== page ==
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When your dog calls the shots

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It's hard to get your work done when Ollie is around.

It hasn’t always been like this. Our adopted spotted coonhound from North Carolina, via the East Greenwich Animal Protection League, has always had an aloof side. He only hears his name when it is attached to an activity that he enjoys.

“Ollie, come” doesn’t work because it is too vague. Add the words “dinner” or “walk” and he takes note, although unless he really believes you – he somehow can identify the ruse to get him to come – he turns away uninterested. As I’ve written in this column, we have an electric “invisible” fence that for the most part has done a good job of keeping him in the yard. That’s a plus. However, when you have a dog that generally disregards your calls, it’s reassuring to know where he is. Hence Ollie is outfitted with a goat bell.

He knows the routine when it’s time to romp in the yard. We’ll ring the bell and unless he’s taking a siesta, which he does more and more frequently, he’ll promptly appear to get outfitted with his electronic collar and the bell.

There are a few other things he responds to. Cardboard tubes from a spent roll of hand wipes or toilet paper have a special place. The longer the tube, the better. I start the game by growling or meowing in the tube. The amplification and distortion of the sound has him racing, usually feet scrambling on the kitchen tiles. He’ll stare at the tube, cocking his head to one side, eyes wide with excitement. I’ll lift the tube and he’ll jump to catch it. A few more growls with his name thrown in and he’s ready. I’ll drop it and he’ll snatch the tube immediately, charging off to the living room. Once there he’ll toss it in the air, chase it around and finally get down to what he really wants – that’s to tear it up into tiny shreds.

The pullie is the other object of adoration. We have so many of the knotted pieces of rope that there’s sure to be one in every room. Ollie has favorites and even though there’s one within reach, he’ll head off in search of the newest one – his Christmas gift – when I excitedly challenge him, “get the pullie!”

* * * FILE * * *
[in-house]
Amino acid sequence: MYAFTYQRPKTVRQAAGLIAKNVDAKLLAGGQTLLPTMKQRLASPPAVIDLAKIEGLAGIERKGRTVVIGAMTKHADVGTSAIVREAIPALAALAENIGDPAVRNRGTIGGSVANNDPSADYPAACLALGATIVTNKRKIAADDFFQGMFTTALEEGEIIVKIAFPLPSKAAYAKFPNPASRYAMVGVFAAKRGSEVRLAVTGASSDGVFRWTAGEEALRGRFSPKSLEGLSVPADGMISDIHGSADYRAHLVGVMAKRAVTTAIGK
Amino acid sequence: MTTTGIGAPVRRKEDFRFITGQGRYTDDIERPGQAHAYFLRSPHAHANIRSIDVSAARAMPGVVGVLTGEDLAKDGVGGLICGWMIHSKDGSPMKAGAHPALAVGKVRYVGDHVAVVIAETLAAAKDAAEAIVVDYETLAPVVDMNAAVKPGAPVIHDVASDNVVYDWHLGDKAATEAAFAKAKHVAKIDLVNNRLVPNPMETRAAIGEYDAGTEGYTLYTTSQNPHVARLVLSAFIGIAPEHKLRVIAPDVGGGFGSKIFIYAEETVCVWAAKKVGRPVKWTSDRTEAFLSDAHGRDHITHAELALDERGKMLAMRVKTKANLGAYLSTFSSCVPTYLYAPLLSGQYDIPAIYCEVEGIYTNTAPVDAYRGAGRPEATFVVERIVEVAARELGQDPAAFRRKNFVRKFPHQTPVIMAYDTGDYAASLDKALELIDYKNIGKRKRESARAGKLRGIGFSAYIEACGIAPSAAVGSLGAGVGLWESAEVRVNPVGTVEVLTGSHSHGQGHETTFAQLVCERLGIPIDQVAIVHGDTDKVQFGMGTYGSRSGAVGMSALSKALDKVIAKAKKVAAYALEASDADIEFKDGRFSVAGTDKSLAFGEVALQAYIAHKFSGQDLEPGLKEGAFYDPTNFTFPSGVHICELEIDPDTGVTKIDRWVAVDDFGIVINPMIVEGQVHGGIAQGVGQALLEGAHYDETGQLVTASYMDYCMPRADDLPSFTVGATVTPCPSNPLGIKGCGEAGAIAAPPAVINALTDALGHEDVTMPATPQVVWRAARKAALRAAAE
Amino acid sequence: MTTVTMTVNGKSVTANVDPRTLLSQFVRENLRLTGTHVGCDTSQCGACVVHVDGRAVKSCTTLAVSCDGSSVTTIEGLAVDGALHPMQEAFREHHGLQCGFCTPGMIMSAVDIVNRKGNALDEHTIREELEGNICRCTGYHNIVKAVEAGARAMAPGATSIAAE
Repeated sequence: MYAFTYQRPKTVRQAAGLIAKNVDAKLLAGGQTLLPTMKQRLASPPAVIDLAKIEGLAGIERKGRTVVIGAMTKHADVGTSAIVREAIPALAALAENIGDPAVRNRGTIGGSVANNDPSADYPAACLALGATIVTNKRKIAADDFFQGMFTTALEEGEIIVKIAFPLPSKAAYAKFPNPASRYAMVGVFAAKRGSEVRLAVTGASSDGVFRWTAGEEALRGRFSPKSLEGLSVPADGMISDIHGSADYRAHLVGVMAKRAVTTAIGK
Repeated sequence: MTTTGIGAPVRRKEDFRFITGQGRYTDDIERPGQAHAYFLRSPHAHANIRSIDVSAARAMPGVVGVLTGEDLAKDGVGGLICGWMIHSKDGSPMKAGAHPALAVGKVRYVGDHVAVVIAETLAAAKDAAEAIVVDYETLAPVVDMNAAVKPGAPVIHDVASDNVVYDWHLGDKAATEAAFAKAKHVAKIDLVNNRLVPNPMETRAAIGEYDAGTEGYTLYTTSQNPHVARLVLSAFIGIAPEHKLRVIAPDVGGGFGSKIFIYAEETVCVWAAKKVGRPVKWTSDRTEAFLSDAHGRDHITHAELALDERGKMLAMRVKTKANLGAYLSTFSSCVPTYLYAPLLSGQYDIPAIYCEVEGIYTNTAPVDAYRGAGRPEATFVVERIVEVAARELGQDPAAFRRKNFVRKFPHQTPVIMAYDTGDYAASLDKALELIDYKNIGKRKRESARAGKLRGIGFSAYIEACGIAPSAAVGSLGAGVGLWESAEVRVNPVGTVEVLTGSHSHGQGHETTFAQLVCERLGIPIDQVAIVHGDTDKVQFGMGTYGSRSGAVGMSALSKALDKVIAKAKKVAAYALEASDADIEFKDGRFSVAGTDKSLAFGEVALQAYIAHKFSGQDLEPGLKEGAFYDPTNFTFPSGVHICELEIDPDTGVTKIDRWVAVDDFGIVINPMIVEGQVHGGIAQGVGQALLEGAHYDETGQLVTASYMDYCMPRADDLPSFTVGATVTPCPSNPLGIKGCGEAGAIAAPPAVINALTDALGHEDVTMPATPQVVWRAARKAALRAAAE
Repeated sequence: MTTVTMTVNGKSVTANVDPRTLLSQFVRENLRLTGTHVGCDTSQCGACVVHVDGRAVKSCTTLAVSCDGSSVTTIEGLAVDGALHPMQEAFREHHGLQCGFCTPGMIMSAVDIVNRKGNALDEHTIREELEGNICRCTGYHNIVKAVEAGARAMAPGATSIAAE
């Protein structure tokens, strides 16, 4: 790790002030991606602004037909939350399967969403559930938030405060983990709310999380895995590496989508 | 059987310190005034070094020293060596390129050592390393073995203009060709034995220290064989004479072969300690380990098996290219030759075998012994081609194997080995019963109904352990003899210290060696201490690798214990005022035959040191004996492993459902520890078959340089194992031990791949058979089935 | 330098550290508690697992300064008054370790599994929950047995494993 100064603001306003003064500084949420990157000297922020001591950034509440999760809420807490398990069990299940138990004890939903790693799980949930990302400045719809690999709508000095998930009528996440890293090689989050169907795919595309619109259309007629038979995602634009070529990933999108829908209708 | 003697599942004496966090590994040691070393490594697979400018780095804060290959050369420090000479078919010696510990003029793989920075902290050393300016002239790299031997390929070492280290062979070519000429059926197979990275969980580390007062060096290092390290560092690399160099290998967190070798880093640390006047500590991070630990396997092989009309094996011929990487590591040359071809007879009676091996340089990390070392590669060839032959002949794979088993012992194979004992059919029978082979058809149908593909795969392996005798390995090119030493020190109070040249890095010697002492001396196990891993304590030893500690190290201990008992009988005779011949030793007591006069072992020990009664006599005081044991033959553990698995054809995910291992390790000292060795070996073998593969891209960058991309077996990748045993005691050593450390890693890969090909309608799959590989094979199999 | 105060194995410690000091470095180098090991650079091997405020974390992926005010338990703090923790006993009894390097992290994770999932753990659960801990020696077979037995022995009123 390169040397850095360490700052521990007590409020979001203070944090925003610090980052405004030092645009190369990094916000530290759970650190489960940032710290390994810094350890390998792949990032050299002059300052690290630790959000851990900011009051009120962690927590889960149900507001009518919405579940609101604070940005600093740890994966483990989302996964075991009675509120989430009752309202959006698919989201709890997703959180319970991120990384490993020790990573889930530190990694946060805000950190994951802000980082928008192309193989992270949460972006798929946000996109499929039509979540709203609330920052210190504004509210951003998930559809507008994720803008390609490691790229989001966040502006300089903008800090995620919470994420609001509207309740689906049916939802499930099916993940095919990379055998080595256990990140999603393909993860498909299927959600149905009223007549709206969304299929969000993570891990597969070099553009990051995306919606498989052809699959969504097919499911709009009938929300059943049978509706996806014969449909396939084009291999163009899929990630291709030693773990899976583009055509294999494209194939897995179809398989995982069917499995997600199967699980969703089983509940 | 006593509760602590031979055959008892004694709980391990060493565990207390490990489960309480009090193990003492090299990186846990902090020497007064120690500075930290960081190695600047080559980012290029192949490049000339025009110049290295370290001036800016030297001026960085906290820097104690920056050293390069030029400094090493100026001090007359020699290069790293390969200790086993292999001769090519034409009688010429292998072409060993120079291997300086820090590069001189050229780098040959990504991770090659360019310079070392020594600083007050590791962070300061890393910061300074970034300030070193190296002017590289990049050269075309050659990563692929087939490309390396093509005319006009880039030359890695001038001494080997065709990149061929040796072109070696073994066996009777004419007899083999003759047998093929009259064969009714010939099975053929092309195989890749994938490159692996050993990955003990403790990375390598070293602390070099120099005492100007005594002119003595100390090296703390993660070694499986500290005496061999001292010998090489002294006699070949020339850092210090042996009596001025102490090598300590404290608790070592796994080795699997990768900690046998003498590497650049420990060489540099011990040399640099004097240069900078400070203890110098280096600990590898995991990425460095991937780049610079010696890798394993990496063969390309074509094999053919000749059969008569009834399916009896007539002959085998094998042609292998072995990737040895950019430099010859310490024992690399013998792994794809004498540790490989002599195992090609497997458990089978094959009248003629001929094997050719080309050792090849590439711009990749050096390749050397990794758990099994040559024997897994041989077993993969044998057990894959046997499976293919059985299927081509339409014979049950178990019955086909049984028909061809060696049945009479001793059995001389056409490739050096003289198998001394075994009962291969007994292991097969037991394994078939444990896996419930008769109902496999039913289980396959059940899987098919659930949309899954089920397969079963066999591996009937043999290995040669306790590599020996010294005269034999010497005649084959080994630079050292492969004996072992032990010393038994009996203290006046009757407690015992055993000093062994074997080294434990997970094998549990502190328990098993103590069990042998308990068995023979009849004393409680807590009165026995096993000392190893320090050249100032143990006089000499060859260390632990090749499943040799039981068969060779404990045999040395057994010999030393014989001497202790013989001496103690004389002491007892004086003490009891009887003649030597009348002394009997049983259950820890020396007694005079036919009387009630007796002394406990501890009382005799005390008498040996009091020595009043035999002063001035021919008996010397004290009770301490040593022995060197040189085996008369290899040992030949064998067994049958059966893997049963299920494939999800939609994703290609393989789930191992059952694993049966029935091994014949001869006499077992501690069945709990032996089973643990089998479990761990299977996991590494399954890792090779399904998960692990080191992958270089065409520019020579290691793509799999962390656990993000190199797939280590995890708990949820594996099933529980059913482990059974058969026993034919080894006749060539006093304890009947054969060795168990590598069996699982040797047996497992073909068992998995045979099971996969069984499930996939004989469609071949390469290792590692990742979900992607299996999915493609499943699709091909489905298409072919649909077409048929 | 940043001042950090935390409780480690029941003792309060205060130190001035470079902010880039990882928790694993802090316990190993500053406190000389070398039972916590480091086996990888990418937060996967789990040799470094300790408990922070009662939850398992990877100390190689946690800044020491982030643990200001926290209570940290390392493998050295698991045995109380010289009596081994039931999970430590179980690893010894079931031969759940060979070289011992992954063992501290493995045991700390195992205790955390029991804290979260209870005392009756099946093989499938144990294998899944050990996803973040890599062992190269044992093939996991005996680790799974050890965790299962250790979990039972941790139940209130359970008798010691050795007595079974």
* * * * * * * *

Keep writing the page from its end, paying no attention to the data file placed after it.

What ensues is a tug of war or hide and seek. Once free of his jaws, I’ll make believe I’m throwing it. That has him looking in another direction, and then I’ll quickly slip it under the couch or hide it in my fleece pullover. Ollie will wheel around, bewildered not to see me holding the pullie.

“Find it,” sets his tail to rotating as he conducts a sniff search. And once he’s retrieved the pullie, it’s a celebration of prancing around and shaking it.

Usually, we’re the ones to initiate a game.

That’s why I was surprised when I looked down from the computer screen as Ollie nuzzled my elbow and looked into my eyes. No question he wanted to play.

Nonetheless, I continued with my email. Ollie wasn’t dissuaded. He was back pushing his Christmas toy into my lap. I pretended I didn’t notice. He nuzzled me again, then backed off and sat watching me attentively.

What was I to do?

He gave a challenging growl. I thought that was my role, especially when there’s a cardboard tube. Now he was calling the shots. I suppose I could have clamped my jaws around the pullie. No, I love my dog, but not that much.

I grabbed one end of the pullie and he instantly latched on to the other end. Email can wait. Ollie can’t.

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